From the beginning, Katie Couric's philosophy about her new post was clear.
"I didn't come here to do a traditional newscast, and I don't think CBS hired me to do a traditional newscast," she told Reader's Digest in February.
But a year after assuming the venerable anchor desk of CBS Evening News, that's exactly what Couric finds herself doing, while the news executives who ardently wooed her from NBC's Today show have glumly relinquished their hopes of turning a new audience on to an aging genre.
As Couric marks her first anniversary at the network this week, the question hangs heavy over CBS: Can the news division pull its flagship broadcast out of third place with its once-blithe anchor now buttoned up?
"You have to ask the question, does that fit Katie's strong suit?" asked Rick Keilty, senior vice president of Belo Corp., which owns four CBS affiliates. "I think the personality of the individual is a really important ingredient, and that's what's challenging about what they're attempting to do."
CBS has not planned anything to commemorate Couric's first year; instead, she's anchoring the broadcast this week from Iraq and Syria, part of an effort to burnish her credentials.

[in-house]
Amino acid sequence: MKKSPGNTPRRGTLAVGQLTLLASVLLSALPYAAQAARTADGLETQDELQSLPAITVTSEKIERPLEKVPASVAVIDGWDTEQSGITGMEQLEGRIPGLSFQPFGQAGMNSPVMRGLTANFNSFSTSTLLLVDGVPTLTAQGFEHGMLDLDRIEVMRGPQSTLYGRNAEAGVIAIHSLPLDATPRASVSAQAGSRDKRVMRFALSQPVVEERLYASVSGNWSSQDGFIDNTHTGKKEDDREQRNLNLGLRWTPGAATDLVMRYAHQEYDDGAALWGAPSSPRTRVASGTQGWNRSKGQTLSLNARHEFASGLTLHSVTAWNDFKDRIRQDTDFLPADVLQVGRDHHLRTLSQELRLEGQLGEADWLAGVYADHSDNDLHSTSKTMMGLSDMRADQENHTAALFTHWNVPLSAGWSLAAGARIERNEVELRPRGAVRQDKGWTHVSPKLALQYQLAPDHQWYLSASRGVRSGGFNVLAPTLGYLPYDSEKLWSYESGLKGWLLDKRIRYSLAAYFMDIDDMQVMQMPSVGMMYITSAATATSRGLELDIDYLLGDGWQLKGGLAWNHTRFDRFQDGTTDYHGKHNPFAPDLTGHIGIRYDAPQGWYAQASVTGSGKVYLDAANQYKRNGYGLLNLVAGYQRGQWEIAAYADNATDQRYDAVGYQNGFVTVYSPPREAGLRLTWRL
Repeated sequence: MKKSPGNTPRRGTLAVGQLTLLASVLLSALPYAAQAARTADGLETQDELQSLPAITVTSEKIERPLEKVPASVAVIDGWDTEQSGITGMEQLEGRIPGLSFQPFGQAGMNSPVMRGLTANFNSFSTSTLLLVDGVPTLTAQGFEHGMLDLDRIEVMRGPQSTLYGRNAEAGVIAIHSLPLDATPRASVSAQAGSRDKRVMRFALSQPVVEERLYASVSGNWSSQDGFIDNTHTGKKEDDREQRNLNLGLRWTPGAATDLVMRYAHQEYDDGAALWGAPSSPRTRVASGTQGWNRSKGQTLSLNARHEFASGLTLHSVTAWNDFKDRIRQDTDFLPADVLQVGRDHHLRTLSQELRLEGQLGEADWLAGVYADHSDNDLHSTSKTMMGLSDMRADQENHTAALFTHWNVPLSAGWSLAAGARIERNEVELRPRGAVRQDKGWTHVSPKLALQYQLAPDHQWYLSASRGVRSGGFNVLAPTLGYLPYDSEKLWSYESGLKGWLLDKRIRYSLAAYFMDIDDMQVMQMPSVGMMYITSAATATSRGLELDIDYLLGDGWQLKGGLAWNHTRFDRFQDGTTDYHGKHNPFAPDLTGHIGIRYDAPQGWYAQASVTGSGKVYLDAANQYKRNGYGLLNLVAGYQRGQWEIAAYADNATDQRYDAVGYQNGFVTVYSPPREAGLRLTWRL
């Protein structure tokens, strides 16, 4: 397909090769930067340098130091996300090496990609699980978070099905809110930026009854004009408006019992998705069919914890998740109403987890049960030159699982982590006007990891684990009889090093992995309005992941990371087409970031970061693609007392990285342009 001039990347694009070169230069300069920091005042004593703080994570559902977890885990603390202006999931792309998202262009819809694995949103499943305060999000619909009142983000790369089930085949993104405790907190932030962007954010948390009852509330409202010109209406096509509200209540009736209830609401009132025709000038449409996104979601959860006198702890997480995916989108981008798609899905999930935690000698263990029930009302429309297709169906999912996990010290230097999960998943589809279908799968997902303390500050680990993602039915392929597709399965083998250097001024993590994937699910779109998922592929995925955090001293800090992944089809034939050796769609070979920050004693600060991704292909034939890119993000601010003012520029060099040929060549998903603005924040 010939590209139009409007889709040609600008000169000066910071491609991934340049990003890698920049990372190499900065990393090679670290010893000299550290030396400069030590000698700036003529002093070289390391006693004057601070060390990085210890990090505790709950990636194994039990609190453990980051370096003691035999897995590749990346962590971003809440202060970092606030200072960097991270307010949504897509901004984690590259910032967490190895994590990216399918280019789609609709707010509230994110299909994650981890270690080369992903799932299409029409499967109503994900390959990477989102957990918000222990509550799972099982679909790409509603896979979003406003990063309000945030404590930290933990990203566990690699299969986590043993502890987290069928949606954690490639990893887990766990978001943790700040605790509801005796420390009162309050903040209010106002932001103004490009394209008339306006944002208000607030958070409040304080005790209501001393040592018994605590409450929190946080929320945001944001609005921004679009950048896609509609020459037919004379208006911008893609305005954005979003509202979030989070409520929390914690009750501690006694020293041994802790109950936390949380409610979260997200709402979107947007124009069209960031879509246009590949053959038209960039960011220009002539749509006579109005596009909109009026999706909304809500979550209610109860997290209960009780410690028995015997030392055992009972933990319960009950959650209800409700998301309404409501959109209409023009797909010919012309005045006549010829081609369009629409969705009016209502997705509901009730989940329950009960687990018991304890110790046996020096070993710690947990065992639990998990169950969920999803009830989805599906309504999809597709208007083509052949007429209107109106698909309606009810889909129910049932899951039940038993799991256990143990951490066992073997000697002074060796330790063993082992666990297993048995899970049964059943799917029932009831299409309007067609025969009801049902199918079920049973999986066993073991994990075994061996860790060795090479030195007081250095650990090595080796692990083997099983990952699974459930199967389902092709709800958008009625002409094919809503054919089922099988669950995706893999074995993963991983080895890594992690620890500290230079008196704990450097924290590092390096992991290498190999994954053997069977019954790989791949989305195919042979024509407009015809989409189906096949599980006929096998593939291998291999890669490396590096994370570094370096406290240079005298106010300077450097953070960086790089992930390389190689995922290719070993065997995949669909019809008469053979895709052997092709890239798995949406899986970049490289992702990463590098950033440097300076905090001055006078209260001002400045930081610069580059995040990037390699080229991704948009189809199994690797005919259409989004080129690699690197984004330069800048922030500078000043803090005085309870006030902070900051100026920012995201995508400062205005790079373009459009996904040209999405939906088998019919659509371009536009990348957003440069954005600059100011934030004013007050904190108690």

The mood couldn't be more different from last September, when the network was bursting with expectations that its high-wattage anchor would reinvigorate a staid format, draw scores of new viewers and propel the newscast out of third place. But the program's looser tone and its feature-heavy lineup turned off many longtime watchers. A year into her tenure, the broadcast's audience has shrunk by 8 percent, and the median viewer age has dropped to just 59.9 from 60.7.
Sean McManus, president of the news division, says he largely has given up on luring a different demographic.
"I didn't think we anticipated as well as we probably should have the resistance to change on the part of the viewing audience," he said.
So, news executives have gone back to the fundamentals. With Couric averaging 6.8 million viewers - 1.6 million fewer than ABC's Charles Gibson and NBC's Brian Williams - CBS' eagerness to experiment has evaporated.
Couric, who spent much of last week preparing for her trip to the Middle East, was unavailable for comment. But a source familiar with the internal dynamics said that while she continues to push for new approaches to stories, she has appreciated the discipline executive producer Rick Kaplan has imposed on the newscast.
But leveling the mountain of conventional wisdom about the broadcast will not be easy.
"The whole quality is beginning to pick up, and the rhythm and pace of the program says, 'This is a serious news program,'" said Marvin Kalb, a former CBS and NBC correspondent and now senior fellow for Harvard's Shorenstein Center on the Press, Politics and Public Policy. "But the perception of her lags behind the reality of the program, and it's going to take a while to catch up, if it does."
Matea Gold writes for the Los Angeles Times.